Officials have been probing Google since last year, and the wide range of records they have sought suggest an investigation that could ultimately touch on the tech giant’s dominant search engine, its lucrative advertising empire and its Android smartphone operating system, The Washington Post previously reported.
The full scope of what the department has requested is not clear. But Ryan A. Shores, the associate deputy attorney general who signed the letter, appeared to hint at potential legal action if Google fails to comply, the people familiar with the matter said. He gave Google a March 2 deadline and said the department would be “compelled to pursue other mechanisms” if Google does not respond on time, according to sources.
One of the options available to the Justice Department would be to ask a court to force Google to turn over relevant records in the document request, known as a civil-investigative demand.
The Justice Department declined to comment for this story.
Julie Tarallo McAlister, a spokeswoman for Google, said the company had already provided millions of pages of documents in response to the DOJ’s earlier question. “We have a long track record of cooperating with regulators and will continue working to show how our products create choice, and help millions of consumers and businesses across the country,” she said in a statement.
In its aggressive quest for evidence, the letter reflects the rising tensions — and high stakes — as Google faces off against regulators who are increasingly concerned about the size and power of Silicon Valley’s largest tech companies.
Abroad, Google has long withstood withering scrutiny from government officials who consider it to be too big and powerful. European regulators in recent years have issued billions of dollars of fines and other punishments alleging Google engages in anti-competitive tactics to protect its search, advertising and smartphone businesses.
U.S. regulators also probed Google on antitrust grounds, but ultimately decided against breaking up the company or issuing severe penalties in 2013. Its approach sparked years of criticism that Washington had been too weak on Big Tech, allowing the top firms in Silicon Valley to gobble up new start-ups, sap news publishers’ revenue and leave consumers with a worse experience online.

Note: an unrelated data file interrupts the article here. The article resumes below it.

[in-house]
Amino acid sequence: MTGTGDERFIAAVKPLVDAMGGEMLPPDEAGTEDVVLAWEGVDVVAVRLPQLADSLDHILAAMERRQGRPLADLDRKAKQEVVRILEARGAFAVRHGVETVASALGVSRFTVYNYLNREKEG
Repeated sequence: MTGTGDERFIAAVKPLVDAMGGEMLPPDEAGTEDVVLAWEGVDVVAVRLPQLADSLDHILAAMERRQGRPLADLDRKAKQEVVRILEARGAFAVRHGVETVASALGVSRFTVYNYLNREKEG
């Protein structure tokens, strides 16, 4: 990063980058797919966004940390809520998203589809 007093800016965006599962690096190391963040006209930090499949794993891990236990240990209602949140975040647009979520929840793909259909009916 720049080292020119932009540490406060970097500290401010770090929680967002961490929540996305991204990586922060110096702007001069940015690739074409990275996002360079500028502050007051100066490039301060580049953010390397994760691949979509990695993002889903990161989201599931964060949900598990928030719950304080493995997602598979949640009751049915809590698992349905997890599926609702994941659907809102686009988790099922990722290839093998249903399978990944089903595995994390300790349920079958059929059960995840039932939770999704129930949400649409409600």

Leading the latest charge in Washington is the Justice Department, which issued one of its first legal orders in August. It required Google to turn over records “relating to our prior antitrust investigations in the United States and elsewhere,” according to a securities filing from Google’s parent company, Alphabet.
The probe is hardly the only regulatory threat the company faces: The Justice Department is also reviewing online platforms generally, seeking to determine whether Facebook, Google and other Silicon Valley companies are sufficiently regulated. In recent weeks, agency officials appeared to signal they are planning to recommend reforms to laws that spare popular web platforms from being held liable for harmful content posted by their users.
And Google faces further antitrust scrutiny in the states, where nearly every attorney general — led by Ken Paxton of Texas — has been scrutinizing Google’s sprawling corporate footprint since last year.
The states’ probe, which has focused largely on Google’s advertising empire, has recently expanded to include search and smartphones, according to three people familiar with the matter who were not authorized to discuss a law-enforcement investigation.
Google battled Texas over its decision to retain outside competition experts who had worked previously on behalf of the tech giant’s foes, including News Corp. Google initially sought to block the experts from viewing sensitive data about its business practices, believing they might later weaponize it on behalf of the company’s competitors. Both sides ultimately reached a settlement earlier this month, which is pending before a Texas judge.